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NOTES AND QUERIES. [9 th 8. XL FEB. 28, im.

exclaimed : * That is true fame. ' " This story of the book of verse " lying in the window of a solitary ale-house " reappears in the ' Lec- tures on the English Poets,' and again in the ' Political Essays.' Now in the closing para- graph of the .Edinburgh article we find :

"There is really not one couplet which

would be reckoned poetry, or even sense, were it found in the corner of a newspaper or upon the window of an inn." (The italics are mine.)

6. Lastly, the reviewer twits Coleridge with having apostatized to the Govern- ment to no practical (i.e., pecuniary) pur- pose Southey, that is, has got the Laureate- ship, Wordsworth is a Stamp Distributor, but Coleridge has been left out to starve in the cold. And Hazlitt is never done harping upon this string. Take the following from his review of the 'Lay Sermon' ('Political Essays,' 1819) :

" His imagination thus becomes metaphysical, his metaphysics fantastic his poetry prose, his prose

Setry, his politics turned but not to account 3 gives up his independence of mind, and yet does not acquire independence of fortune."

Such are some of the grounds on which I believe that Hazlitt wrote the Edinburgh critique on ' Christabel.' Of the literary judgments delivered by COL. PRIDEAUX I prefer to say nothing.

" So wide indeed is the chasm between this gentleman's poetical creed and mine, that so far from being able to join hands, we could scarce make our voices intelligible to each other ; and to bridge it over would require more time, skill, and power !ui a -? - 1 Believe m y self t possess."-' Biographia,' loi/, i. yo.

The reviser who could forbear to strike his pen through a sentence which characterizes the 'Poems' of 1797 including (to say nothing of others) the 'Lines composed at Clevedon,' the Dedication,' and the verses ' On Leaving a Place of Residence 'as "juvenile balder- dash is surely in a condition of hopeless dyspathy towards Coleridge. Meanwhile, the lovers of the great poet may console them- selves with the reflection that, whatever harm comes by such excursions in criticism the sufferer assuredly will not be Samuel 1 ay lor Coleridge. THOMAS HUTCHINSON.


456 ; xi 34).-The meaning "to eat" of the

a schafen is not limited to Dutch but

score also in German. Sanders (' Worter-

juch der deutscheri Sprache,' vol. ii. p. 882)

defines it as essen, Mahheit halten, and refers

to examples of its use with this meaning by

Bobnk and Gerstacker. In the same place

Sanders makes reference to Sch weinichen, who uses the noun Scha/en with the meaning of "food." It should be added that, contrary to what might be inferred from the discussion in these columns, the 'Century' and the 'Standard' recognize "scoff " with the mean- ing "to eat hastily," "to devour," "to eat voraciously." CHARLES BUNDY WILSON. The State University of Iowa, Iowa City, Iowa.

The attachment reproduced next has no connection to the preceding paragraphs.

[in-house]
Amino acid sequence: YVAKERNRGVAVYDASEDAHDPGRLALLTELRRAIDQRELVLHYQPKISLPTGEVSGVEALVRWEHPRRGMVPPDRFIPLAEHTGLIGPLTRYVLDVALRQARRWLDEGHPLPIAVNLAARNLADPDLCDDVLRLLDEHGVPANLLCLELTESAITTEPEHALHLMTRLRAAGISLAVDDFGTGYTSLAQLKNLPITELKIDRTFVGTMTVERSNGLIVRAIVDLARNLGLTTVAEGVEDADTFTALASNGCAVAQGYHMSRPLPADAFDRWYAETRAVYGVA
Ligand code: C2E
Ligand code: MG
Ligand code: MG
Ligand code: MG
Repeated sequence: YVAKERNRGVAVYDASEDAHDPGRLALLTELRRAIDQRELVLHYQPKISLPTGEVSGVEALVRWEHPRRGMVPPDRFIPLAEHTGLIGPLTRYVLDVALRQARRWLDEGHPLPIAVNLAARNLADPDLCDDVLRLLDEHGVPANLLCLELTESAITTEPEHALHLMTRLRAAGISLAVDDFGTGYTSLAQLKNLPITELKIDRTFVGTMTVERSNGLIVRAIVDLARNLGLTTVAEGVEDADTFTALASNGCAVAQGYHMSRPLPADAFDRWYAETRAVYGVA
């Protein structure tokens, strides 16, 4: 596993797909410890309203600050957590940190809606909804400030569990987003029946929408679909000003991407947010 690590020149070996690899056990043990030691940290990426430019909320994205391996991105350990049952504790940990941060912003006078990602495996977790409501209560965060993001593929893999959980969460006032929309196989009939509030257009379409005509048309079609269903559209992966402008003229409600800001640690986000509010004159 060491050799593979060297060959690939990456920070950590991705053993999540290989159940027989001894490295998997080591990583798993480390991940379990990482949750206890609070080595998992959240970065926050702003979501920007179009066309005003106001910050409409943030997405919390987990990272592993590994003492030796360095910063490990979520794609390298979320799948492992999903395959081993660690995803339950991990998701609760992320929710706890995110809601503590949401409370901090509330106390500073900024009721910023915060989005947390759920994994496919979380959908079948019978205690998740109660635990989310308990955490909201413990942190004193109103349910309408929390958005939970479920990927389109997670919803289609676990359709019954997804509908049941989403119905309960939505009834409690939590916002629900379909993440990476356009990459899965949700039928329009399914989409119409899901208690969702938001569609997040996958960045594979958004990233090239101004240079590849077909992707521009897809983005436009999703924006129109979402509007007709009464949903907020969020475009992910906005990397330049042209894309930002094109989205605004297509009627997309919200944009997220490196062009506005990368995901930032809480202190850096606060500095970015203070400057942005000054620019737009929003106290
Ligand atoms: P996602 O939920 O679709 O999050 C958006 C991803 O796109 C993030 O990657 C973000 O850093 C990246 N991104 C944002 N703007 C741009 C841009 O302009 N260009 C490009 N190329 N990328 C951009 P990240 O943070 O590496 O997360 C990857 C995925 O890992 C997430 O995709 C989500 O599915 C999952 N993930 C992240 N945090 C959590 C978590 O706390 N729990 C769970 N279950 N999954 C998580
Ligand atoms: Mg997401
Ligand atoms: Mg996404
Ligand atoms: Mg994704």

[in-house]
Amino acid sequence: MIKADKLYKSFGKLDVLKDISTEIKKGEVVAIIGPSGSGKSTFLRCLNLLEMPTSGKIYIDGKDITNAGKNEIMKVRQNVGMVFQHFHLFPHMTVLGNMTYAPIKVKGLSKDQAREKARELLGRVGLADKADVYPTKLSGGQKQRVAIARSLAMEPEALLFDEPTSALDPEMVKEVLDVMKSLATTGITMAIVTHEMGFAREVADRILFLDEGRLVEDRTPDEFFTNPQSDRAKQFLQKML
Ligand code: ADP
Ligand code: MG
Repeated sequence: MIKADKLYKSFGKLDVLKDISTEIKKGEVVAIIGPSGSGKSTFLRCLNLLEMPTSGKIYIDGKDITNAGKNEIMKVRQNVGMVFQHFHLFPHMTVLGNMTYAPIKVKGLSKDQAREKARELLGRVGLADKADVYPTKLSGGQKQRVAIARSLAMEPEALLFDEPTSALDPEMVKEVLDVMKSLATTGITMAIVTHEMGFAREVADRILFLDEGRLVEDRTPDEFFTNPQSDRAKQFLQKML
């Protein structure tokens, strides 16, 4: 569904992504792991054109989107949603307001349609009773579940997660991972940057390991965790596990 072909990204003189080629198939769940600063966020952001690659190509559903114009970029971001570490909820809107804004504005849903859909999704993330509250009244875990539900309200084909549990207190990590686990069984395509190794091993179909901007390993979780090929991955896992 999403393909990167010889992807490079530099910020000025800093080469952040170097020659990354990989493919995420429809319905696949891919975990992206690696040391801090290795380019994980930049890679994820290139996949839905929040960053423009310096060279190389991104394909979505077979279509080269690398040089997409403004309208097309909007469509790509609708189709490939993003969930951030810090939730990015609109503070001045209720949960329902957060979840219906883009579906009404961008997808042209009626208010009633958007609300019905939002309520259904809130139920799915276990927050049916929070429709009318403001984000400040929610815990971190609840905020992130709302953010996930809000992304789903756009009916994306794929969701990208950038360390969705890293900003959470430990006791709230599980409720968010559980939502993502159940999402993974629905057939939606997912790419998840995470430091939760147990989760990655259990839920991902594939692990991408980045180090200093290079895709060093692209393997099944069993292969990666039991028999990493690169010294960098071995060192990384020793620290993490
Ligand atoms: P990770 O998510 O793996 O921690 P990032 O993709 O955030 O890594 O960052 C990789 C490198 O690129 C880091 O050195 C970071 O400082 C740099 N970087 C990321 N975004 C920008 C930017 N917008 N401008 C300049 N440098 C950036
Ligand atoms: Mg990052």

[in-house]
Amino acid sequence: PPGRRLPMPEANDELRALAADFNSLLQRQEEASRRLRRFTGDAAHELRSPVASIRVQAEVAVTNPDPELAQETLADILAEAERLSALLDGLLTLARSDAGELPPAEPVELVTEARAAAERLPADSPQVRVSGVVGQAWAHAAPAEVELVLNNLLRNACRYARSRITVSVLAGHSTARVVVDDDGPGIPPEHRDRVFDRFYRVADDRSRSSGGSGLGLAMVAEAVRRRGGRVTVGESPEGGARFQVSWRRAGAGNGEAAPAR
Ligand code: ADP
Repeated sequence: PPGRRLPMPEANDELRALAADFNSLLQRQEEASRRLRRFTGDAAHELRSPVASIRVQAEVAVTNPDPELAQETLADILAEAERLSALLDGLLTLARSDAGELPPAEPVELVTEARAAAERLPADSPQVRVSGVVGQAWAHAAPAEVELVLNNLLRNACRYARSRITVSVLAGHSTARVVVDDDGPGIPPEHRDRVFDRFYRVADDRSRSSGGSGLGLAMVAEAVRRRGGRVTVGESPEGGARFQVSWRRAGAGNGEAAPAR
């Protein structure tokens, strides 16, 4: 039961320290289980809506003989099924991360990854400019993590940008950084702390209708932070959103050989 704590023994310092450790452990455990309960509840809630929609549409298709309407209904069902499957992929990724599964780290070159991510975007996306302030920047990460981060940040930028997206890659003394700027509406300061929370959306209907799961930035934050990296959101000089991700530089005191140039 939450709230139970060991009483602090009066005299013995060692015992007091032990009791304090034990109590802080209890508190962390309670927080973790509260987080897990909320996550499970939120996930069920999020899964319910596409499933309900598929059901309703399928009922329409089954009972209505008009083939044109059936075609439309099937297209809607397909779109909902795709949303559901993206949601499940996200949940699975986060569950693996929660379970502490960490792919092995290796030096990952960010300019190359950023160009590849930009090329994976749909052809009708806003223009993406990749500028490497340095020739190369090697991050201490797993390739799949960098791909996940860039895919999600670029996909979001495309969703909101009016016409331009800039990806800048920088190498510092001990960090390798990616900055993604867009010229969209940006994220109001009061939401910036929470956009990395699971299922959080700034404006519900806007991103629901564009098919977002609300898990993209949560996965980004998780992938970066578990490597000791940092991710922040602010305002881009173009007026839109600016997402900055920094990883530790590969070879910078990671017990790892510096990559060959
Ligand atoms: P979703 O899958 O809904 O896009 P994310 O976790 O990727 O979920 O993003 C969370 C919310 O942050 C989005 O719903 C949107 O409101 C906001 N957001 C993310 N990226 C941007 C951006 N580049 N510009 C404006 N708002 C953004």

" SUCH SPOTLESS HONOUR," &c. (9 th S. xi. 87)- Some years ago I copied the following from a monument in Newington Church, Kent : Lieutenant Henry Lynch Brockman, 3rd son of James Drake Brockman, Esq., of Beachborough, died at Elvas, 1809.

Forgive, blest Shade, the tributary Tear That mourns thy exit from a World like this ; Forgive the Wish that would have kept thee here And stayed thy Progress to the Realms of Bliss. Such spotless Honour, such Ingenuous Truth, Such boundless ardour in the bloom of youth, So mild, so gentle, so Composed a Mind, To such heroick Warmth and Courage joined : Alas ! cut off in Youthful Glory's Pride, He unrepining for his Country died.


These lines, written by George, Lord Lyttelton, were inscribed on the column at Stowe referred to in the article on Thomas Grenville in the ' Diet. Nat. Biog.,' vol. xxiii. p. 132. PROP. LAUGHTON will find the full inscription in Lipscomb's * Hist, and Antiq. of the County of Buckingham' (1847), vol. iii. pp. 101-2. G. F. R B.

[These lines are attributed to Anne Steele. See authorities at 8 th S. x. 248.]

THE COPE (9 th S. x. 285, 374, 495 ; xi. 93). MR. MATTHEWS should, in fairness, give his authority as publicly as he made his state- ment. It will be found, I think, that (with a few solitary exceptions) the cope has only been worn in our days by a celebrant in the Church of England in the case of one or two bishops, by them only in their cathedrals, and not often or recently. It has not been done, as MR. MATTHEWS' alleged, in "many churches," nor has it become a "practice"; and no such practice "prevails " above others.

W. C. B.

I venture to call the attention of those interested in the above subject to an article in the Dublin Review, vol. cxx. pp. 17-37 (January, 1897), called 'The Origin of the Cope as a Church Vestment,' by Mr. Edmund Bishop. Mr. Bishop's name has a European reputation, and will be a guarantee that the article gives us some part of the fruit of a life devoted to most accurate research in all branches of liturgiology. The article is summed up at the end by twelve " categorical statements." Nos. 9 and 10, I think, will